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Claudine Jones-Scene4 Magazine

Claudine Jones

In Harm's Way

Since I returned from France, waiting for the music season to begin again I've done something until recently back-shelved: I've begun reading an entire novel in French, & it's working. My brain seems not to have gotten the message that English overrides all. The fact that I can click on any word & instantly receive a dictionary definition does not hurt; it soothes—even though I have to figure out what the definition means since we're still in French—it's okay, it works, & there's no anticipatory dread, no exam, no critique. The air is clean.

The great-great-great-grandson of the resident uber-decimator-squirrel has begun gnawing the deck; I can see him down there from my secret vantage point. I lightly tap once on the window with a fingernail & he stops, sits up alert. I tap again & he gives up on the wood, pivots & jumps to the iron rack where I keep my empty pots, nearly topples Jacob's 1st grade gift to me—the mother's day pot with my name nammie on the side—I silently curse since it's early & people are still asleep. Usually I bang with my fist, slam open the big sliding window at the corner of the room & yell beat it you little fucker until he runs & escapes off into the trees.

This time he thought he had me; didn't know I'd be up early, reading French, aware of my surroundings. He jumps safely from the nammie pot, off the rack & onto more pots along the deck rail, runs through dried up fragments of old alyssum, & decorative pebbles & marbles. 20170706-crNothing living. He makes the rounds of damn near everything that has dirt in it, sitting, listening, then digging, all along the deck, down the stair rail, into more pots, this time with my remaining succulents, more digging, but somewhat half-hearted—why, I can't fathom, since he & his ancestors have shown themselves to be more than fiendish; they've attacked with ferocity, leaving innocent victims uprooted, lying on their sides covered in scatters of previously life-giving earth.

That night, my oldest son bursts into the room up here, where I sit on the couch under a magnifying worklight trying to ferret out the spots in my knitting that I'd noticed were awry. Being a somewhat quiet individual who knows this house so well that he can come up the main stairs past the two landings, all the way up here without so much a squeak on the treads, I am not surprised to see him. He'll probably have a question about something even though it's late...however this is not so. It is close to midnight & he is gurgling with fury. I say hang on, hang on because I literally have my crochet hook buried in my work at a very precise point...He says unless you want me to [unintelligible]!! I throw my work aside & stand up & he meets me in the middle of the room can you fucking believe this! The president is siding with Nazis! He just said there are GOOD NAZIS!! the guy in the Whitehouse who is supposed to be responsible for decisions that affect ALL of us is siding with NAZIS. I open my arms & he falls forward across my shoulder, weeping with anger, shuddering with rage.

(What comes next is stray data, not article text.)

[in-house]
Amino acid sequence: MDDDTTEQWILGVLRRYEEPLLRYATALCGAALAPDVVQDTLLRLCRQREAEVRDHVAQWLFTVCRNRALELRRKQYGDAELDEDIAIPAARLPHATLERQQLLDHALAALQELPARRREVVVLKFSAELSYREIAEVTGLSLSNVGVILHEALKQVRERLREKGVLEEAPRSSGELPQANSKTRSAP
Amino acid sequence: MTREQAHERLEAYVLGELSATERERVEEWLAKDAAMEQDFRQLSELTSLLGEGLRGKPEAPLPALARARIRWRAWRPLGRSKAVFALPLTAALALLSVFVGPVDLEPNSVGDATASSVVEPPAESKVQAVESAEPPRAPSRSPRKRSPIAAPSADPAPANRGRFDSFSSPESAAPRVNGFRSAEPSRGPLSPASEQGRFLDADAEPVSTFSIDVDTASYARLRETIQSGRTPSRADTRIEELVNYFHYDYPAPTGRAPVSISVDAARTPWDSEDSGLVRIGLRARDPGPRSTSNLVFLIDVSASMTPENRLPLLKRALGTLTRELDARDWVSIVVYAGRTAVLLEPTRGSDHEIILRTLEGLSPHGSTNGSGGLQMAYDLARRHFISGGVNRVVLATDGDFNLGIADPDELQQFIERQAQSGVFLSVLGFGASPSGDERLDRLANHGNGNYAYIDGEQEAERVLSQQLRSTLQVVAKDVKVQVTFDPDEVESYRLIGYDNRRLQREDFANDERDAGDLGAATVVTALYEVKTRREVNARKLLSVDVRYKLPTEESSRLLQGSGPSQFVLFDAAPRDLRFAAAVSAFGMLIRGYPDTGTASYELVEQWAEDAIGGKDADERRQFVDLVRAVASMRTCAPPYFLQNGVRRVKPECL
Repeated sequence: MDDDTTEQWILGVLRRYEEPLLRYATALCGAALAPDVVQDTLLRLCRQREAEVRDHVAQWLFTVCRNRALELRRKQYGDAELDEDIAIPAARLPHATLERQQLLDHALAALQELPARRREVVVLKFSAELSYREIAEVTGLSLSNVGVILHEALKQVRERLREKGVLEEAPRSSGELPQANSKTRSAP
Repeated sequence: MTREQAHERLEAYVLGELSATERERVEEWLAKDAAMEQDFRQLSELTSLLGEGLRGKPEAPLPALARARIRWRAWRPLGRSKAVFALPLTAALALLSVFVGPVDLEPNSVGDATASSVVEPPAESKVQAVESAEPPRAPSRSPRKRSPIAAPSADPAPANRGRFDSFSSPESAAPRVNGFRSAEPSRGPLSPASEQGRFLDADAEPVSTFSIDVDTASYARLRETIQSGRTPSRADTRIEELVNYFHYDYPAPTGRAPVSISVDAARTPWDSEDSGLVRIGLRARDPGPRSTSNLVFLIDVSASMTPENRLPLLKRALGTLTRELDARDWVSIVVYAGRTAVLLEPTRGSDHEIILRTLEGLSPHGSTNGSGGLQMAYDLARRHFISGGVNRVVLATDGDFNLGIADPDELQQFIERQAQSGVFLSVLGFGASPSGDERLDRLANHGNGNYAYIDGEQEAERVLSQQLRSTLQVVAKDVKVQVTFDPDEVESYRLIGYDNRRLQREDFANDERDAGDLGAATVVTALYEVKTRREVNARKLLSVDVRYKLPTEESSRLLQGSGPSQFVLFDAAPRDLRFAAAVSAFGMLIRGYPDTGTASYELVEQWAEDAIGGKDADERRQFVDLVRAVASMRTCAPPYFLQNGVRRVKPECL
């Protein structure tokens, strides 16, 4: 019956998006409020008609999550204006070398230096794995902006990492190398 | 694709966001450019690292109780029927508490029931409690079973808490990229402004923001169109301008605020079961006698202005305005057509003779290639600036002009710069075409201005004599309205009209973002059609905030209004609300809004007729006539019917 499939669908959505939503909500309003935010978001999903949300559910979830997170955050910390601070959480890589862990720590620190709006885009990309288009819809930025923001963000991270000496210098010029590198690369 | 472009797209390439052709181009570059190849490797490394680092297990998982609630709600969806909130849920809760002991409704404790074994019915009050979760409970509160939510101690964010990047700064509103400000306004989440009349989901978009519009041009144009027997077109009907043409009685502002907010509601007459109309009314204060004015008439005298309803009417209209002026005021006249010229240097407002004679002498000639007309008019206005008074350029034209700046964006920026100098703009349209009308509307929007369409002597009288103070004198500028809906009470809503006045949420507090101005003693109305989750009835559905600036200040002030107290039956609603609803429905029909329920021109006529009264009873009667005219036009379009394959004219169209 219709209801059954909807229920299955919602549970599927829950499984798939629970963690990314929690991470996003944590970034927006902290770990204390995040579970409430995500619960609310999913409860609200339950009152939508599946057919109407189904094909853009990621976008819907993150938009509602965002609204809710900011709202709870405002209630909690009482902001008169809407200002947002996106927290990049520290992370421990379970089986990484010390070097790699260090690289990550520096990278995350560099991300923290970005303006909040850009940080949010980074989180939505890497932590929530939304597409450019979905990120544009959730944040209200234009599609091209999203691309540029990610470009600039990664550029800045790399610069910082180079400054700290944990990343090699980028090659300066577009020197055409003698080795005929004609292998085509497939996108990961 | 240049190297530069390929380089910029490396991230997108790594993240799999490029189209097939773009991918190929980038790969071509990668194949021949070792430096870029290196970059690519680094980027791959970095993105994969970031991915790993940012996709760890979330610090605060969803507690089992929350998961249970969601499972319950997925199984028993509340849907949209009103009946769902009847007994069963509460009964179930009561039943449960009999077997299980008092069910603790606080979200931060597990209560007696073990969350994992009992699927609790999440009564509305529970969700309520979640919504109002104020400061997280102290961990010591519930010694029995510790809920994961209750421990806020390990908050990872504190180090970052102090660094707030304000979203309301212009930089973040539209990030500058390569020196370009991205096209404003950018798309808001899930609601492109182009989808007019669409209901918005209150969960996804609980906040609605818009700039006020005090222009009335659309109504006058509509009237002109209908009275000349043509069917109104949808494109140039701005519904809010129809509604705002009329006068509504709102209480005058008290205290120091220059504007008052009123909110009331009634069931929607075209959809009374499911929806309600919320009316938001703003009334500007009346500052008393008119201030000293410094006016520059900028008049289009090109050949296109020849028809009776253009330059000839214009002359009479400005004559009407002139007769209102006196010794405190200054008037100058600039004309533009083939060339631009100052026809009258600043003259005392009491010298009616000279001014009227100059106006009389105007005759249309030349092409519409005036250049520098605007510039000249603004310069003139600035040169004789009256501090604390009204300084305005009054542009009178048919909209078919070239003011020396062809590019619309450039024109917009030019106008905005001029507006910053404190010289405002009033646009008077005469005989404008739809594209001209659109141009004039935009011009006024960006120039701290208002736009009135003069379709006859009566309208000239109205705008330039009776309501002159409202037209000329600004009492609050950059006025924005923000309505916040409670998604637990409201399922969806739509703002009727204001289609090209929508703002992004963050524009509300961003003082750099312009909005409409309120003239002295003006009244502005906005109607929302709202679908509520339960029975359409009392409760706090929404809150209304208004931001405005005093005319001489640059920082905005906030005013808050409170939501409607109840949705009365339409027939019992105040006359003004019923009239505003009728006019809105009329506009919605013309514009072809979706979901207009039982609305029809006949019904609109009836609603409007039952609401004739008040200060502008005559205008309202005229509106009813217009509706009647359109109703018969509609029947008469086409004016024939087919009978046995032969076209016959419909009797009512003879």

I've only seen him this way twice: once was about 25 years ago when his younger brother had finally gone too far, teasing him about something & rather than get into a fight, he turned to me & I hugged him while he breathed short shallow breaths & tried not to scream. I murmured in his ear don't let him get you down , he's just your brother, don't let him get you down. The second time was the Paris Accords fiasco—when was that? Couple of months ago? He came into the kitchen & kicked a chair, shrieking fucking IDIOT millions of people are going to DIE, if that moron dropped dead in the next ten minutes it would be TOO SOON!! We hugged.

So last night at my suggestion my oldest son had a cup of tumeric-cinnamon tea with me; we sat in silence after his outburst. You've got to take care of yourself; I can't tell you how important you are to me & that guy cannot win. He cannot have you, he cannot have me. Not going to happen. We've made our decisions. He will not win. We stared at each other for a minute.

He nodded.

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Actor/Singer/Dancer Claudine Jones has worked steadily in Bay Area joints for a number of decades.
She writes a monthly column and is
a Senior Writer for Scene4.
For more of her commentary and articles, check the Archives.

©2017 Claudine Jones
©2017 Publication Scene4 Magazine



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September 2017

Volume 18 Issue 4

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